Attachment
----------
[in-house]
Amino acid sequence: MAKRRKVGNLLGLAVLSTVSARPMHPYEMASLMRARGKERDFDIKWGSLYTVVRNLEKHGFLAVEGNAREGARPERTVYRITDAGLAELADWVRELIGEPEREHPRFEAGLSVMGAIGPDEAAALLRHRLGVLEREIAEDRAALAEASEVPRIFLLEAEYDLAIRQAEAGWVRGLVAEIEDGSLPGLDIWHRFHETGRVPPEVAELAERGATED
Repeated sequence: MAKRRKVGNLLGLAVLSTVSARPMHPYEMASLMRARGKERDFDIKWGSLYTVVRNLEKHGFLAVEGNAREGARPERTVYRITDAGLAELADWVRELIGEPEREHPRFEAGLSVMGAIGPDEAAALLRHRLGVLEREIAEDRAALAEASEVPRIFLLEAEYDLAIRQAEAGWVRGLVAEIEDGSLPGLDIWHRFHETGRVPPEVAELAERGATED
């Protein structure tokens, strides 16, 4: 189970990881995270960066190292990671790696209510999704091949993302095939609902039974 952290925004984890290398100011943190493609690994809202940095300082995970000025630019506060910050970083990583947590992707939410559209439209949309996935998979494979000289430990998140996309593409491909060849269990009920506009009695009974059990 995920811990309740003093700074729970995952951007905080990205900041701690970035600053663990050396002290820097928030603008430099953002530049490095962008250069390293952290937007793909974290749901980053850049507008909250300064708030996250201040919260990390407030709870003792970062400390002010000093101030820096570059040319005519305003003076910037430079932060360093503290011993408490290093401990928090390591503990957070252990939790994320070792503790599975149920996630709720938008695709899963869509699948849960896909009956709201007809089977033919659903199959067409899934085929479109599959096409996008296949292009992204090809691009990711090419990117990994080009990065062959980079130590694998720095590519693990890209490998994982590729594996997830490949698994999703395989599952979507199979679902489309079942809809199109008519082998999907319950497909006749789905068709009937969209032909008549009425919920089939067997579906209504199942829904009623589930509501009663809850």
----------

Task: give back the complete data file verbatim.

[in-house]
Amino acid sequence: MAKRRKVGNLLGLAVLSTVSARPMHPYEMASLMRARGKERDFDIKWGSLYTVVRNLEKHGFLAVEGNAREGARPERTVYRITDAGLAELADWVRELIGEPEREHPRFEAGLSVMGAIGPDEAAALLRHRLGVLEREIAEDRAALAEASEVPRIFLLEAEYDLAIRQAEAGWVRGLVAEIEDGSLPGLDIWHRFHETGRVPPEVAELAERGATED
Repeated sequence: MAKRRKVGNLLGLAVLSTVSARPMHPYEMASLMRARGKERDFDIKWGSLYTVVRNLEKHGFLAVEGNAREGARPERTVYRITDAGLAELADWVRELIGEPEREHPRFEAGLSVMGAIGPDEAAALLRHRLGVLEREIAEDRAALAEASEVPRIFLLEAEYDLAIRQAEAGWVRGLVAEIEDGSLPGLDIWHRFHETGRVPPEVAELAERGATED
């Protein structure tokens, strides 16, 4: 189970990881995270960066190292990671790696209510999704091949993302095939609902039974 952290925004984890290398100011943190493609690994809202940095300082995970000025630019506060910050970083990583947590992707939410559209439209949309996935998979494979000289430990998140996309593409491909060849269990009920506009009695009974059990 995920811990309740003093700074729970995952951007905080990205900041701690970035600053663990050396002290820097928030603008430099953002530049490095962008250069390293952290937007793909974290749901980053850049507008909250300064708030996250201040919260990390407030709870003792970062400390002010000093101030820096570059040319005519305003003076910037430079932060360093503290011993408490290093401990928090390591503990957070252990939790994320070792503790599975149920996630709720938008695709899963869509699948849960896909009956709201007809089977033919659903199959067409899934085929479109599959096409996008296949292009992204090809691009990711090419990117990994080009990065062959980079130590694998720095590519693990890209490998994982590729594996997830490949698994999703395989599952979507199979679902489309079942809809199109008519082998999907319950497909006749789905068709009937969209032909008549009425919920089939067997579906209504199942829904009623589930509501009663809850």